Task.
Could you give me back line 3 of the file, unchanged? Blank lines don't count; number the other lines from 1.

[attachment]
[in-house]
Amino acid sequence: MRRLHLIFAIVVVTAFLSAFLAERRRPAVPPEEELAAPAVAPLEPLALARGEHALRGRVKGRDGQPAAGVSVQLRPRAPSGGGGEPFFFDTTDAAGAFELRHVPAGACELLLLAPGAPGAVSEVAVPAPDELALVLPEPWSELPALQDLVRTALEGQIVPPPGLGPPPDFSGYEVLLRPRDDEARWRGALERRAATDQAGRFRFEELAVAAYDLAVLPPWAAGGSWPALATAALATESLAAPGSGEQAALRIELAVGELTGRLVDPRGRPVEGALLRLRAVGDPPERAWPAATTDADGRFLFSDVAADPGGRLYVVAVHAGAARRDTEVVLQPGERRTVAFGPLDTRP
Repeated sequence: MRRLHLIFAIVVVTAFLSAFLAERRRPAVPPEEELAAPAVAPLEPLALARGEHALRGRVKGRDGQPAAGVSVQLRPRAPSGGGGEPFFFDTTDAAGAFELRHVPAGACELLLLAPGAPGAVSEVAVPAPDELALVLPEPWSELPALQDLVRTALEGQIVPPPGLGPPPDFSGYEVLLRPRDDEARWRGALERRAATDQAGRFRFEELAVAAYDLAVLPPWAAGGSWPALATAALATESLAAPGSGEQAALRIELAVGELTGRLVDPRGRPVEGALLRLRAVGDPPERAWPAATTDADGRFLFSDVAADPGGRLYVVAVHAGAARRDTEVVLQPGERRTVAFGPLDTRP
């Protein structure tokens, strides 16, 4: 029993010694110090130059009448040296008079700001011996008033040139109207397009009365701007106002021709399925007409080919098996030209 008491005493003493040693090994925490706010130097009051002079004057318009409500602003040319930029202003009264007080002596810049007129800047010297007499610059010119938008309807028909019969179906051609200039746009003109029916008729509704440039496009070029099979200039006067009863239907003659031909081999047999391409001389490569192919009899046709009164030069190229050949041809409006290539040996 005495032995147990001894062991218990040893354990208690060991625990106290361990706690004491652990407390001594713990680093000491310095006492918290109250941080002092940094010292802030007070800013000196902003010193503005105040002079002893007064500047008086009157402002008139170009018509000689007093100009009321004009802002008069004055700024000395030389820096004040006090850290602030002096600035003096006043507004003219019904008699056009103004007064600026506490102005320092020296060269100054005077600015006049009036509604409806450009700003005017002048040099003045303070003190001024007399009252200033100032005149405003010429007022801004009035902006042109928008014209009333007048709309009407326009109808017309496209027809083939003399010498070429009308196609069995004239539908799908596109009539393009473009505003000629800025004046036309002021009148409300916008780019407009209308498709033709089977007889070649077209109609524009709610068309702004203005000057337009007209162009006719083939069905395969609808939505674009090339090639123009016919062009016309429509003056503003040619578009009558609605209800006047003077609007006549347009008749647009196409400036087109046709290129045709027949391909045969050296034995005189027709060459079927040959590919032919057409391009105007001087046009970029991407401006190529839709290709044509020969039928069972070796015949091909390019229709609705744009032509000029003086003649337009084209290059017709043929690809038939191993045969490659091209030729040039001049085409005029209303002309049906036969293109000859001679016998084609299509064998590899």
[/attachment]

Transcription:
Repeated sequence: MRRLHLIFAIVVVTAFLSAFLAERRRPAVPPEEELAAPAVAPLEPLALARGEHALRGRVKGRDGQPAAGVSVQLRPRAPSGGGGEPFFFDTTDAAGAFELRHVPAGACELLLLAPGAPGAVSEVAVPAPDELALVLPEPWSELPALQDLVRTALEGQIVPPPGLGPPPDFSGYEVLLRPRDDEARWRGALERRAATDQAGRFRFEELAVAAYDLAVLPPWAAGGSWPALATAALATESLAAPGSGEQAALRIELAVGELTGRLVDPRGRPVEGALLRLRAVGDPPERAWPAATTDADGRFLFSDVAADPGGRLYVVAVHAGAARRDTEVVLQPGERRTVAFGPLDTRP